Checklist helps smooth data centre shift changes

When your data centre is running 24/7, the operation uses three shift supervisors. Making sure they’re on the same page is critical to smooth operations and to prevent surprises. What’s the best way to hand over the wheel? A little bit of MBWA – management by walking around.

“You can’t manage a data centre from a cubicle,” says Darin Stahl, research lead with Info-Tech Research Group’s data centre practice. A former data centre supervisor himself, Stahl says looking at monitoring tools isn’t enough. “I want to walk the floor,” he says.

Stahl and the data centre group recently published the Data Centre Shift Turnover Checklist, a template companies can customize for their own operations to make the handover smoother. “It’s meant to facilitate an orderly turnover from shift to shift,” he says.

The checklist covers three broad areas. First, “we wanted to hit the perimeter and the facilities,” says Stahl, checking the status of HVAC, fire protection and power and UPS systems. The second section deals with pending and completed changes for the shift. “I want to know what was completed on the last shift, so if 45 minutes in something goes awry, I know where to start,” he says.

“I’d rather be on top of the situation from the get-go.”

The third section deals with about a dozen operational activities – backups, tape deliveries, server and network status, etc. And the checklist uses a much-overlooked technology – pen and paper. While the group discussed doing the checklist online, the list requires a lot of visual inspection inside and outside the building, which makes an online version less than ideal, he says.

Keeping on top of ops

Stahl advocates a formal shift turnover meeting between the supervisors involved – their hours should overlap to allow this. Depending on variables like whether there are tape or print rooms in the facility and how much outdoor inspection is required, the checklist should take less than 45 minutes to go through, he says.

The walkaround ensures that the oncoming supervisor knows, for example, whether there are vendors inhouse working on equipment, whether there are any potential health and safety issues, and whether someone has left a door unsecured sneaking out for a cigarette. “It’s amazing what some people will do,” he says.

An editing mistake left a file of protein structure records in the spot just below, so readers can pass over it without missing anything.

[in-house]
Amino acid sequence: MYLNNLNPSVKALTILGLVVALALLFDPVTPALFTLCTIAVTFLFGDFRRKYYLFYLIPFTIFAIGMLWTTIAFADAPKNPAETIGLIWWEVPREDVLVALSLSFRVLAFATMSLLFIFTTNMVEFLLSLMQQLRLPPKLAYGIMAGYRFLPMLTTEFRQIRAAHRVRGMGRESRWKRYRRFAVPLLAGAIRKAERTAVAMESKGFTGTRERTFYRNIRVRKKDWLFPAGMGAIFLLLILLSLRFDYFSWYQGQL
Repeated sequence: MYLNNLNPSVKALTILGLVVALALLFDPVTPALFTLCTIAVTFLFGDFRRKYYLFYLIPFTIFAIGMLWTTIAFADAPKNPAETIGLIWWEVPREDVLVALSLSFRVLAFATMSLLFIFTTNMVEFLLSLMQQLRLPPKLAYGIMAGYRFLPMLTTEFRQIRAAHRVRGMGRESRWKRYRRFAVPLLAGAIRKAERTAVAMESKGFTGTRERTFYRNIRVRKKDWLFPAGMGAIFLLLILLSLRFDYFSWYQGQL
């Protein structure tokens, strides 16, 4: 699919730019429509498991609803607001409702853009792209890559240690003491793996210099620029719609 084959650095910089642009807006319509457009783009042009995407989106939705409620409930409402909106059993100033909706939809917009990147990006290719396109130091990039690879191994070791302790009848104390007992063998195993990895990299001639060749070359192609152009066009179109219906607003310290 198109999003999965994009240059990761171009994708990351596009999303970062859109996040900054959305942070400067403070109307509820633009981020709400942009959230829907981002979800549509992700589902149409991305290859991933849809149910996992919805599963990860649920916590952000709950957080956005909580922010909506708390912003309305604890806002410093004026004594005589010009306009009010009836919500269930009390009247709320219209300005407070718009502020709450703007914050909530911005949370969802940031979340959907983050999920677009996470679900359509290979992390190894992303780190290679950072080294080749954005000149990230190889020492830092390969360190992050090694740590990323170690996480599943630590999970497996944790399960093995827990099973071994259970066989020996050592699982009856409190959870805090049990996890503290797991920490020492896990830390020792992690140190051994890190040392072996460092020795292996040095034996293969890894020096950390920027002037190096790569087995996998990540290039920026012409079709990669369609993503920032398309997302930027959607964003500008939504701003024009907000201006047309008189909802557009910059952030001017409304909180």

It’s also a good practice from an audit perspective, Stahl says. There’s a written record of the state of the operation every eight hours. Not that data centres need hang onto the checklists for seven years like financial data, but “it’s demonstrating that you do what you say you do.”

Gary Baker, the partner leading Deloitte’s enterprise risk practice in Toronto, agrees that a “structured conversation tool” can help with continuity.

“I’m not a big fan of checklists generally,” Baker says. “As an auditor, with a checklist, you forget to think.

“They are not a substitute for critical thinking.”

But from the perspective of a data centre supervisor, he says, it’s a very useful tool.

“One of the key elements of IT is integrity of operations,” he says. Once the status of facilities and operations is documents, it becomes something auditors can use as evidence of operational integrity. But the primary advantage is having the exchange itself.

“Just the simple act of writing it down seems to crystallize what it is and what was said,” Baker says.

In terms of retention, Baker says, companies should hold onto the documents as long as there’s business value, not just to satisfy auditors. That would be a window of “months, rather than years.”

While companies can make their own checklists from scratch, “this kind of gives you a jumpstart,” Stahl says. In the shoes of a data centre supervisor, Stahl says, “I’d rather edit than create.”

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Dave Webb
Dave Webb
Dave Webb is a freelance editor and writer. A veteran journalist of more than 20 years' experience (15 of them in technology), he has held senior editorial positions with a number of technology publications. He was honoured with an Andersen Consulting Award for Excellence in Business Journalism in 2000, and several Canadian Online Publishing Awards as part of the ComputerWorld Canada team.

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